Trying to determine which water system to go with can get overwhelming. All the different softener models, company names, and certification can be tricky to understand if you don’t have the right support. Fortunately, one easy thing to watch for is whether your softener is NSF certified. Units with this certification (not just “tested to NSF standards”) means a lot as you compare products.
About NSF Certification
The National Sanitation Foundation (more commonly known as NSF) was founded back in 1944. Now they operate in the global market with other public health experts and industry professionals. This organization is responsible for developing safety standards and protocols for a variety of products. And because NSF is an independent product testing organization, consumers can trust that any water softener certified by NSF will be reliable and safe. In order to earn that NSF certification, your water system must meet these five criteria:
Contaminant reduction claims are true
System does not add anything harmful to water
The system is structurally sound
Advertising and labels are not misleading
Production process and materials do not change—you get consistent quality over time
Some manufacturers will try to influence consumers with clever phrases. They’ll say their systems are “tested to NSF standards,” but this is NOT the same as NSF certification. A water softener that has earned certification meets strict public health standards. It can do what says it’s going to do—like reduce odor in your water or remove certain contaminants. Systems that are only “tested to NSF standards” simply cannot make that promise. They might have met one of the certification standards, but not all five.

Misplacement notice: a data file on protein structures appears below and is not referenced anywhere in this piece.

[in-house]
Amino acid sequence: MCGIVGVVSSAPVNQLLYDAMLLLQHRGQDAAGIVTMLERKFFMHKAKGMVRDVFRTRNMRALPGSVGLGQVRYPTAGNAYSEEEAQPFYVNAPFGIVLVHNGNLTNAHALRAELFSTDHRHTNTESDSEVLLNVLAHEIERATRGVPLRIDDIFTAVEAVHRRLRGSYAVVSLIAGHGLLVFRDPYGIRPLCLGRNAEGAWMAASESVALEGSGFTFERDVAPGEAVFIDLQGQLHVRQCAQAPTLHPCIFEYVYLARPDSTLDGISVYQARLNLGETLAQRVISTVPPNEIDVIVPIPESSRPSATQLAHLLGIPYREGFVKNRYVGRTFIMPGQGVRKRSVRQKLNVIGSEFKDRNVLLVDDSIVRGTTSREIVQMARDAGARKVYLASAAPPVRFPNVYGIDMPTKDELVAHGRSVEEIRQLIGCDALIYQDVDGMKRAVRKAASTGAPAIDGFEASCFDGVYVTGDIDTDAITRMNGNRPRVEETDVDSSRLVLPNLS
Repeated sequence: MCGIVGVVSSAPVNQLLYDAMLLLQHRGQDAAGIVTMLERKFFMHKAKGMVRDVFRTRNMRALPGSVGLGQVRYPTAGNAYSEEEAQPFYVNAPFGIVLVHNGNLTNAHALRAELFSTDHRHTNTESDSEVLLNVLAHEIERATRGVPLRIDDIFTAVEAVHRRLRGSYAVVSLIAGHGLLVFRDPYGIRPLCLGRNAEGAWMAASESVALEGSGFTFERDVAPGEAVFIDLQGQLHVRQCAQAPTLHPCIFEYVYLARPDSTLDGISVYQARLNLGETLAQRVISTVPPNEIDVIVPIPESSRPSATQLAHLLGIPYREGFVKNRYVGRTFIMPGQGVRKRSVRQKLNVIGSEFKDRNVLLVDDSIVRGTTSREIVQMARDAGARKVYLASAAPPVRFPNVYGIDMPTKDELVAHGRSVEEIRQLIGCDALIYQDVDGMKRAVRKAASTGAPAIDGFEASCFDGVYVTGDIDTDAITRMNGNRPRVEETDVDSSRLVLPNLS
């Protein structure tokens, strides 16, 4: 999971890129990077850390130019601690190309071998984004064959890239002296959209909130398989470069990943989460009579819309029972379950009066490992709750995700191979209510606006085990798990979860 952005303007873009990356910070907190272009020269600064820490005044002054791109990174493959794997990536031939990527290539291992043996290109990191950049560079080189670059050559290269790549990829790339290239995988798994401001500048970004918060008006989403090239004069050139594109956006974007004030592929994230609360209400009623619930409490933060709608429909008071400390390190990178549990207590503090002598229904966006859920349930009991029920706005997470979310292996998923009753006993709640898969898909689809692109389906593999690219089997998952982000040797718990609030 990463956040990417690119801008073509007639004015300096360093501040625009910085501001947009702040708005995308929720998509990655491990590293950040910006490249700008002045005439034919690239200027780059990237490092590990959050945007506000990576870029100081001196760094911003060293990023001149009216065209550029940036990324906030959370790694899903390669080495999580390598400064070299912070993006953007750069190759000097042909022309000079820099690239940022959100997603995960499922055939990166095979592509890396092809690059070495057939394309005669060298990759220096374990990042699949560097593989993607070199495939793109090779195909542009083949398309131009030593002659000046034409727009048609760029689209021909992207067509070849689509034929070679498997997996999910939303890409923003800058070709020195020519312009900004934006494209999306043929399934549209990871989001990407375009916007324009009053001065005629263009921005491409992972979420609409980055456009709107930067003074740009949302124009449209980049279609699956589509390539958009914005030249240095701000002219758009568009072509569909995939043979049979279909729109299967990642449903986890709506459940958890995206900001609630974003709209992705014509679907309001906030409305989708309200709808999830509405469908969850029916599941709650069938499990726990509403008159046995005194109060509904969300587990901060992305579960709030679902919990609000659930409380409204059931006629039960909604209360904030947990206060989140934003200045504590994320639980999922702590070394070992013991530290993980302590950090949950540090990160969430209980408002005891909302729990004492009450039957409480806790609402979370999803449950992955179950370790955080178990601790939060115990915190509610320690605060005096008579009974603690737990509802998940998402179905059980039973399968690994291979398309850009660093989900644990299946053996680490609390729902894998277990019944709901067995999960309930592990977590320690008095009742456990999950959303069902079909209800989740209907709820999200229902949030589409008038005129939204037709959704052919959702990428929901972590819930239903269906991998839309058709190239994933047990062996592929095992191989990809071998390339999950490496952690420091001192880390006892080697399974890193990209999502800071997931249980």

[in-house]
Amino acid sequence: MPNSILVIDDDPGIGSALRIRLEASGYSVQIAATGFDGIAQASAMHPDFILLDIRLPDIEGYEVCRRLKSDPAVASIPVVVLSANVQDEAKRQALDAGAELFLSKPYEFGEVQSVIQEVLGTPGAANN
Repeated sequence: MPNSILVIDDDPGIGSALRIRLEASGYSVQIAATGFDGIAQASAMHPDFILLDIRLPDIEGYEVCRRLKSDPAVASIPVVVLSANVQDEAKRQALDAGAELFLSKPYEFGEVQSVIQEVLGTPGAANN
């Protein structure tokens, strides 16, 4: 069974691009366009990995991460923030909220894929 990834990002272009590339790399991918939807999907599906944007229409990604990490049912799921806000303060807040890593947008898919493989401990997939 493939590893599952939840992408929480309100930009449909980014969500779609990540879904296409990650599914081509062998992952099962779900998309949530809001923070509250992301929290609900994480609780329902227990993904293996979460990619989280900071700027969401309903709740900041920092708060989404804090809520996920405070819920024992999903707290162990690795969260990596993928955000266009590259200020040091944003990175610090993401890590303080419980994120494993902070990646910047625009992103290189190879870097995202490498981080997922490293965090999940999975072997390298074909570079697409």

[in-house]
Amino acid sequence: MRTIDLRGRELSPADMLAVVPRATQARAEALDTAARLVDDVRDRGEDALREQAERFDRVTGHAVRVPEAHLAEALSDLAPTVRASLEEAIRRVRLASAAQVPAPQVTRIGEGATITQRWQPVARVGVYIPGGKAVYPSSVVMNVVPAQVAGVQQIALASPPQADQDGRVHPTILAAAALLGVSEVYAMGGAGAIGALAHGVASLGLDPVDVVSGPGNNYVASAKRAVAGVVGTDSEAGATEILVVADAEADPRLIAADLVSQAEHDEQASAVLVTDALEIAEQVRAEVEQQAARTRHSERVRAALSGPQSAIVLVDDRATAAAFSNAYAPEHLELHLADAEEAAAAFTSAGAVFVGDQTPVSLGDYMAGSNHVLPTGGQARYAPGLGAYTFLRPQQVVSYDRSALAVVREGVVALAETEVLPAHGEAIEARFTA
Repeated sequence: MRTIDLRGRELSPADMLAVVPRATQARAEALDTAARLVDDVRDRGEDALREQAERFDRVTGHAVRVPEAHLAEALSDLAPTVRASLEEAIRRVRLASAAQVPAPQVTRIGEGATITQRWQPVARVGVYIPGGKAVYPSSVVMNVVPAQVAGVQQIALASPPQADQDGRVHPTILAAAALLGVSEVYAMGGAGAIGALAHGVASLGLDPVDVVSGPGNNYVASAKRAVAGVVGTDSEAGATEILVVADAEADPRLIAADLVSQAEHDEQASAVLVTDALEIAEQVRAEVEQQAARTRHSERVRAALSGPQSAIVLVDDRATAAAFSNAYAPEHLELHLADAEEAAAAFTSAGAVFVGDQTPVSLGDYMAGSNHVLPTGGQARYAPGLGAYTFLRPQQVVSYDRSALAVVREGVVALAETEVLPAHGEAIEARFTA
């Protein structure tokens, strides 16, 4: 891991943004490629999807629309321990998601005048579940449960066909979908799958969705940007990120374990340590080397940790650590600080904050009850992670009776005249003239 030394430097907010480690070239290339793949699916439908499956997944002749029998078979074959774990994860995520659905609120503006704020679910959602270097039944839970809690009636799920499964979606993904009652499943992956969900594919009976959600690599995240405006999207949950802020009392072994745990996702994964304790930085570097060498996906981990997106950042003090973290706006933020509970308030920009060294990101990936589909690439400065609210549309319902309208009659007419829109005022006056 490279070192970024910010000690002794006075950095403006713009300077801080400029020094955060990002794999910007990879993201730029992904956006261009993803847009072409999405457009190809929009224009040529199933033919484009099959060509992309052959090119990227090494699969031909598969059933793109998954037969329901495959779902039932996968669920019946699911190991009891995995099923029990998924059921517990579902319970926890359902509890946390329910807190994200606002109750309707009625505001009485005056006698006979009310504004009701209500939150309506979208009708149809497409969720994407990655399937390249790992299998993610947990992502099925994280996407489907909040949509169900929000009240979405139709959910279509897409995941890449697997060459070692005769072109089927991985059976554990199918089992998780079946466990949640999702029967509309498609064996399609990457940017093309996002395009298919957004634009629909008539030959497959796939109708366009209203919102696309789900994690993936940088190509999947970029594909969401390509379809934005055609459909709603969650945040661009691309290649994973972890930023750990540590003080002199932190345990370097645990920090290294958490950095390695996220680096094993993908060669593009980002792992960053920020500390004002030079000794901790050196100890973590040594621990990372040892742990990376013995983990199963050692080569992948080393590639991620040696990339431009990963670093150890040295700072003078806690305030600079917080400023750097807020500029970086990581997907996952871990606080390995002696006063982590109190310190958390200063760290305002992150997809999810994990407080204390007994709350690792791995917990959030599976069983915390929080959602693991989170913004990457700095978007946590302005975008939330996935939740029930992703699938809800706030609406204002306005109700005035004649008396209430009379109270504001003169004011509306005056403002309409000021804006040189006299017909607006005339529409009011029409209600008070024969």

Residential Water System Standards
A lot of people are surprised to learn that there are no federal regulations for residential water treatment systems. That why it’s so important to have the NSF certification mark on water systems. Certification means that the product’s contaminant reduction claims are true and consistent. It also means that the advertising is not misleading.
The standards for residential water softeners developed by NSF and the American National Standards Institute (ANSI) cover a variety of important factors. Together, these certification requirements are called NSF/ANSI 44. Like in the bullets outlined above, NSF/ANSI Standard 44 helps prove that softeners are well built. They also passed tests on their claims to reduce water hardness and other contaminants.
According to NSF, the most common contaminants addressed by NSF/ANSI 44 are barium and radium. The first can occur naturally in some mineral deposits. It becomes a bigger problem when it enters water supplies from drilling waste, or copper smelting and other manufacturing processes. Exposure to barium can lead to muscle weakness, difficulty breathing, and damage to the liver, kidney, and heart. Individuals exposed to high radium levels can have an increased risk of cancer. It enters groundwater supplies as uranium and thorium go through their radioactive decay in rocks and soil. Having the proper filtration systems in place can help ensure that our home’s tap water is safe for daily use.
Water Softener Checklist
If you’re in the market for a new water softener, we highly recommended going with a system that’s NSF certified. Just like when you purchase a car or see a new doctor, you want to make sure that your water system is thoroughly reviewed and vetted. The NSF certification standards help give consumers peace of mind that their new unit is aboveboard and reliable. And the fact that NSF certification is completely independent is a big plus too.